The Bell Curve: Intelligence and Class Structure in American Life Summary & Study Guide

Richard Herrnstein
This Study Guide consists of approximately 23 pages of chapter summaries, quotes, character analysis, themes, and more - everything you need to sharpen your knowledge of The Bell Curve.
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The Bell Curve: Intelligence and Class Structure in American Life Summary & Study Guide Description

The Bell Curve: Intelligence and Class Structure in American Life Summary & Study Guide includes comprehensive information and analysis to help you understand the book. This study guide contains the following sections:

This detailed literature summary also contains Topics for Discussion on The Bell Curve: Intelligence and Class Structure in American Life by Richard Herrnstein.

The Bell Curve is one of the most controversial works of social science in the 1990s and perhaps from the 1990s to the present day. Its major concerns are those of the relationship between intelligence, genetics and social trends. The history of intelligence testing has occurred mostly in the twentieth century, but various social scientific ideological trends have turned against intelligence testing in recent decades in part because it seems to yield politically disturbing conclusions.

The authors defend these disturbing conclusions and argue that we must face up to them. First, intelligence is not an entirely environmental matter; in fact, it is not even a mostly environmental matter. The data appear to indicate not only that IQ correlates to what people normally regard as intelligence but that it is largely a genetic or at least non-environmental phenomenon.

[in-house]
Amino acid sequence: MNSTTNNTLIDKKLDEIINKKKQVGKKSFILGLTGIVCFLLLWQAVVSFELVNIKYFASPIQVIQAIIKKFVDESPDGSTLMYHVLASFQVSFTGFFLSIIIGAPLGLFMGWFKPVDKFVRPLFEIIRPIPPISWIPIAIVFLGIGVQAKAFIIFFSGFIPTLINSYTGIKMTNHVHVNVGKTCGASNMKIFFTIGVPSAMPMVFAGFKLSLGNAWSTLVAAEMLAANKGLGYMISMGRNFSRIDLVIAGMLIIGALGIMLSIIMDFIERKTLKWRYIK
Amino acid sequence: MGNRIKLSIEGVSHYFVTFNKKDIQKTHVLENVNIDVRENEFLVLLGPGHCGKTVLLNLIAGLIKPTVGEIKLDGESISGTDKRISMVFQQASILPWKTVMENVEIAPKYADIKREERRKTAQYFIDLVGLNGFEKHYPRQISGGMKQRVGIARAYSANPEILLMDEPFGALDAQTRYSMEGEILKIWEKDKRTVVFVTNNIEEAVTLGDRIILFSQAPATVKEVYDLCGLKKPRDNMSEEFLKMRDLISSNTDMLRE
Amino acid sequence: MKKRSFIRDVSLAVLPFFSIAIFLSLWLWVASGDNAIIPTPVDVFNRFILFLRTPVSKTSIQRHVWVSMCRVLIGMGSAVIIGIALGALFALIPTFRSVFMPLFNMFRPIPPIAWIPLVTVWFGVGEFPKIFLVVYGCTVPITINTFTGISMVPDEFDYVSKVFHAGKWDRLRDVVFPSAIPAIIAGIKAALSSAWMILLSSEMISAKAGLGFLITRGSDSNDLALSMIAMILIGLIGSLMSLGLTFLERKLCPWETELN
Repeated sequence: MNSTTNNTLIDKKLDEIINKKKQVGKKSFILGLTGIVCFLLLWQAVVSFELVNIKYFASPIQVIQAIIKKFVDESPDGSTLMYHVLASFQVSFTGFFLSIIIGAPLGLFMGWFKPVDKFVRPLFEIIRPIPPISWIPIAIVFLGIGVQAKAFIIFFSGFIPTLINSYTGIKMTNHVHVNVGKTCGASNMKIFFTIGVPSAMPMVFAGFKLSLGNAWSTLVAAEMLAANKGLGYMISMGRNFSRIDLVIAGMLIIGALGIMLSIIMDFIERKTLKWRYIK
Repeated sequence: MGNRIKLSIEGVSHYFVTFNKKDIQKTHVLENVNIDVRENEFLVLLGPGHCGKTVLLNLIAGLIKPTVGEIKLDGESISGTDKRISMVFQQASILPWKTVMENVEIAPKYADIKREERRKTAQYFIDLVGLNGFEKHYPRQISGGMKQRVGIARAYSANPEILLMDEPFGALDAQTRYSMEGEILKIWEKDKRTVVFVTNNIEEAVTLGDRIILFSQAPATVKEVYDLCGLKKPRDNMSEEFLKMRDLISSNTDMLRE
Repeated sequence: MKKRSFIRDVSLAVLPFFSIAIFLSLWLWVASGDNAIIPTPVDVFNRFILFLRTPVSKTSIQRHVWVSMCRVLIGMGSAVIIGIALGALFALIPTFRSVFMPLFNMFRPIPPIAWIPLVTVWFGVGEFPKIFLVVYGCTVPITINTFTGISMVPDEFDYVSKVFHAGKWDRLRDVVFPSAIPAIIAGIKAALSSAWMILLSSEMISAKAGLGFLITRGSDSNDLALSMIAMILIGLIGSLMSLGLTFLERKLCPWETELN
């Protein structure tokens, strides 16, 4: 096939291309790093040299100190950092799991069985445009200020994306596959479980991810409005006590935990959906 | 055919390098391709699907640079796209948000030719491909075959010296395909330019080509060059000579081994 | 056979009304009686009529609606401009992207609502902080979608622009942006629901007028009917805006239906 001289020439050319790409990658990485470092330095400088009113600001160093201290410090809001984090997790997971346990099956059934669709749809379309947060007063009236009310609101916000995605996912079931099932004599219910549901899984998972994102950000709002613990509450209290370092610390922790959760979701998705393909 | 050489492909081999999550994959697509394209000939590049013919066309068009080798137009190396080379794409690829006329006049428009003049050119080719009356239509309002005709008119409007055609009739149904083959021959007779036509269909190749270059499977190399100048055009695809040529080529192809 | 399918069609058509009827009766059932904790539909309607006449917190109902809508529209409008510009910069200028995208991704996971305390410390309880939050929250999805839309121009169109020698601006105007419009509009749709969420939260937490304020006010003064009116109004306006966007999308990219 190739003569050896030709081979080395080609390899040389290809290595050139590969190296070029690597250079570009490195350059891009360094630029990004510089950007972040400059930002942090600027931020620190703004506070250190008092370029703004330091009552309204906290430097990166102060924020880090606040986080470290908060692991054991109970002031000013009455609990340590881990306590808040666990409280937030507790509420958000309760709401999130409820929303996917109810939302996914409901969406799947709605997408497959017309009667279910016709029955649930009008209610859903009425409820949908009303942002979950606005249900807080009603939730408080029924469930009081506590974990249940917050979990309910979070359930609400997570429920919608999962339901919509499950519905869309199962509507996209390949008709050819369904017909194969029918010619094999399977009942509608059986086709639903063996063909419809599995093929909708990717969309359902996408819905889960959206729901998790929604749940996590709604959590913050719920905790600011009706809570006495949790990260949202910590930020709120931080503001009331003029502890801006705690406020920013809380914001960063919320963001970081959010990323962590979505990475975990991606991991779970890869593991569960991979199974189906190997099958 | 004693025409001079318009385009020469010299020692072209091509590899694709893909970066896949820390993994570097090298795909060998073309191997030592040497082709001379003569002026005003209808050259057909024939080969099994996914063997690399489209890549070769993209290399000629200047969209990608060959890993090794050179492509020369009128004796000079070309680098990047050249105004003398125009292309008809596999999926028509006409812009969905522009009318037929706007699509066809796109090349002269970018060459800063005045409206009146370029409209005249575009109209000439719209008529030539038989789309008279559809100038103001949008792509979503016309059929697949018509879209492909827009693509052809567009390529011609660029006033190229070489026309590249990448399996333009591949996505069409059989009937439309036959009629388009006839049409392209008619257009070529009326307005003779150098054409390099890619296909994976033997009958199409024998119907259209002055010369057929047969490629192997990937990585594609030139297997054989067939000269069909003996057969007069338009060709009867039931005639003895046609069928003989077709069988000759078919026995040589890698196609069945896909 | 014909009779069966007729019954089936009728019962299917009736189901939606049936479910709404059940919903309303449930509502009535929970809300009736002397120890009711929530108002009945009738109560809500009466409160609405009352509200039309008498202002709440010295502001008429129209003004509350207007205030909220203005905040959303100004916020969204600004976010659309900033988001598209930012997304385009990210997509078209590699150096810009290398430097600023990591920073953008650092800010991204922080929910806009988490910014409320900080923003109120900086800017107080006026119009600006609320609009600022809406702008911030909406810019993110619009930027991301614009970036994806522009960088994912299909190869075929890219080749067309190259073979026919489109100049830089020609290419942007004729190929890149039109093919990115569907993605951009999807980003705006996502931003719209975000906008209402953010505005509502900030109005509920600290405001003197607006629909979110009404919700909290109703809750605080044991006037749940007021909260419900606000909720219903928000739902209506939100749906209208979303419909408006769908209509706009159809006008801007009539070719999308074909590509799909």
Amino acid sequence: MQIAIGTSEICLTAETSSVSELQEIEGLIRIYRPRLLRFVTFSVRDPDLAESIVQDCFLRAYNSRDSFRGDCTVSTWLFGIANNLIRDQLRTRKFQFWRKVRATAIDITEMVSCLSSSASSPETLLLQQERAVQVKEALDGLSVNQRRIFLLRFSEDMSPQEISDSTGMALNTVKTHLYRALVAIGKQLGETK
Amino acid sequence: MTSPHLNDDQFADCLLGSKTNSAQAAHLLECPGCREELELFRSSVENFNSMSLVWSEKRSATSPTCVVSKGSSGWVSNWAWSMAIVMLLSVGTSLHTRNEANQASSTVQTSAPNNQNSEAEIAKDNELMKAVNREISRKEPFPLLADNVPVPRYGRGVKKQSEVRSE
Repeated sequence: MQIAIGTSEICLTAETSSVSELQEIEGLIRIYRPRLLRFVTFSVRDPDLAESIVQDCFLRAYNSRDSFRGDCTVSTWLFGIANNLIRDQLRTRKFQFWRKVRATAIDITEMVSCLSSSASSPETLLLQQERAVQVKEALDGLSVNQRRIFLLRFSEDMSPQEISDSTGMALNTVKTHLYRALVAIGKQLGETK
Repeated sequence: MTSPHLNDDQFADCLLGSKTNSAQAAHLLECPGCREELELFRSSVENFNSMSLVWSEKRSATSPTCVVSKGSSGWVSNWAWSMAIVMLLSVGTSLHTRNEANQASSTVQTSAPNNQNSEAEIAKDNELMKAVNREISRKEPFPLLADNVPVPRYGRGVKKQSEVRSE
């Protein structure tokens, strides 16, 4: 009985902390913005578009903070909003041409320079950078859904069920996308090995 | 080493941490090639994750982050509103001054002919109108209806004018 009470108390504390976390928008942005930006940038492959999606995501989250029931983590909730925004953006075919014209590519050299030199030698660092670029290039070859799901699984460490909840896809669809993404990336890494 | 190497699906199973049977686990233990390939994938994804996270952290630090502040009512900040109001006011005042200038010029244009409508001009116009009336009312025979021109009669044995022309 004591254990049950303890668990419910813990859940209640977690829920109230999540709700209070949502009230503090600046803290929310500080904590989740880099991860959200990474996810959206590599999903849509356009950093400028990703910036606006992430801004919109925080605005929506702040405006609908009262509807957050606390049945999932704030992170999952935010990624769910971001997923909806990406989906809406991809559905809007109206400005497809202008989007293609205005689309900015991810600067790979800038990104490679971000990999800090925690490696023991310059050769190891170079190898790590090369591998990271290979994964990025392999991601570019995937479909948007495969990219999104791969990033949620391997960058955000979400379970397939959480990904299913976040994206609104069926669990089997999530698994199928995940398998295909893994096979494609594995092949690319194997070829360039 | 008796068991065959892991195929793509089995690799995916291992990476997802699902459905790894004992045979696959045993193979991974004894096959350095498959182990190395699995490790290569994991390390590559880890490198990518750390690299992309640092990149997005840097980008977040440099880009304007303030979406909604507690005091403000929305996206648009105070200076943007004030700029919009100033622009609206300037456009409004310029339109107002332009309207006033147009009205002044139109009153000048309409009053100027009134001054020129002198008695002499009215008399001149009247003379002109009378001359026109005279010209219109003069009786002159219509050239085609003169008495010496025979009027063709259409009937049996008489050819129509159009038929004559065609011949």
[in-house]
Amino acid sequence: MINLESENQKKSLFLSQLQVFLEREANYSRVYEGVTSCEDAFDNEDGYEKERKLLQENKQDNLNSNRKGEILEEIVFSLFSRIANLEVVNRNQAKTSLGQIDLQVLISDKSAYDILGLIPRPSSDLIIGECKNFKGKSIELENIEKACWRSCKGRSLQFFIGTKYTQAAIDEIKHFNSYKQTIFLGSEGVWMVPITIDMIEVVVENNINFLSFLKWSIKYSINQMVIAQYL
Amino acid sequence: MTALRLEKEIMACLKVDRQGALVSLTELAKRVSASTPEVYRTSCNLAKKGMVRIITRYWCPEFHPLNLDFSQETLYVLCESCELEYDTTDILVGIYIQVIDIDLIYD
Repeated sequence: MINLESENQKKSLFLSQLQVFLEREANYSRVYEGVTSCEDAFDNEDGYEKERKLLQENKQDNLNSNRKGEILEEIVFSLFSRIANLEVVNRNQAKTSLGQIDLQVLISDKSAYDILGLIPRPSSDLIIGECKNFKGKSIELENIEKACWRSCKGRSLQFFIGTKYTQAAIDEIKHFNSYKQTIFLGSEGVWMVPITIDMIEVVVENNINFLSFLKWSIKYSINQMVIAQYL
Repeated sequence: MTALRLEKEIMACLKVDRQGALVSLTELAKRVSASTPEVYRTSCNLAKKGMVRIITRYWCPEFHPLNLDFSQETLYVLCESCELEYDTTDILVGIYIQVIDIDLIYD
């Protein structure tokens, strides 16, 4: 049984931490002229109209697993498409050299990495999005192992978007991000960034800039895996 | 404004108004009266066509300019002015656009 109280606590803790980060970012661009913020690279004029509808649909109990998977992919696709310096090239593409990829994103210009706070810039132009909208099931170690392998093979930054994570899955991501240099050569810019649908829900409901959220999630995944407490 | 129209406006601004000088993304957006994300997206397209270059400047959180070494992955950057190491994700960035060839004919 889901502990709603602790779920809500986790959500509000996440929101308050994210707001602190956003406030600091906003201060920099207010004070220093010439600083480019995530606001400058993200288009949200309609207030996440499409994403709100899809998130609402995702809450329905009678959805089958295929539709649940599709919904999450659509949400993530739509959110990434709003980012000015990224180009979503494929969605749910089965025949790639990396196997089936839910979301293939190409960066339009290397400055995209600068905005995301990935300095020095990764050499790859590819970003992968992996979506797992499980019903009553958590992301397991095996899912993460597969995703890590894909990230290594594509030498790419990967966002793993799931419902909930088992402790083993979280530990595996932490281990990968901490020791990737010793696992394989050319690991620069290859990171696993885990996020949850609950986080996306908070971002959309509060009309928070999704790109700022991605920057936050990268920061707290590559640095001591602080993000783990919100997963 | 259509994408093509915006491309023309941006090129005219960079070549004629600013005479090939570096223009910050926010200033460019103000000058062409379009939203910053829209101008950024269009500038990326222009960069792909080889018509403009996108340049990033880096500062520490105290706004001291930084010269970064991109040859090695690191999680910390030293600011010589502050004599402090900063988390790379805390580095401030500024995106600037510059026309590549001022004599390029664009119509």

They also are that many important social problems are associated with low IQs, including crime, illegitimacy, divorce, poverty and bad parenting. It appears then that the major factor in most social problems in the United States is not a lack of government redistribution and social programs, latent or overt institutional discrimination or simply bad culture. Instead, most of these problems - not all - could be solved by raising the IQs of the least intelligent.

Perhaps the most controversial of the authors' findings is that the average African-American's IQ is a standard deviation - 15 IQ points - lower than the average European or Asian American. The authors also argue that this significantly lower IQ is not due to current racial discrimination, poor institutions, or past oppression. Instead, while they are tentative in their claims, they believe that low black IQ is genetic.

The authors argue that IQ is driving various important social trends that will have a serious impact on American life in the future. First, as intelligence testing improves, businesses have a reason to select more intelligent people for better jobs because they are more productive on the whole. As a result, the class of the most intelligent and the affluent class are merging. Further, due to the high level of mobility in the United States, the 'cognitive elite' is slowly isolating itself from the rest of society, not only geographically but socially and culturally as well. Finally, due to the fact that those with higher IQs have fewer children, the average American IQ is falling and thus the quality of life of the lower classes will fall as the future goes on.

The authors forcefully argue that these are trends that Americans must face head-on if they are to be effectively dealt with. They argue that affirmative action in college and in the workplace has been ineffective and that attempts to impose equality on the population have failed, only hurting the gifted. Instead, they argue for a return to classical liberal bourgeois values, an emphasis on individual responsibility and a scaled back welfare state in order to deal with present and forthcoming social problems tied to IQ.

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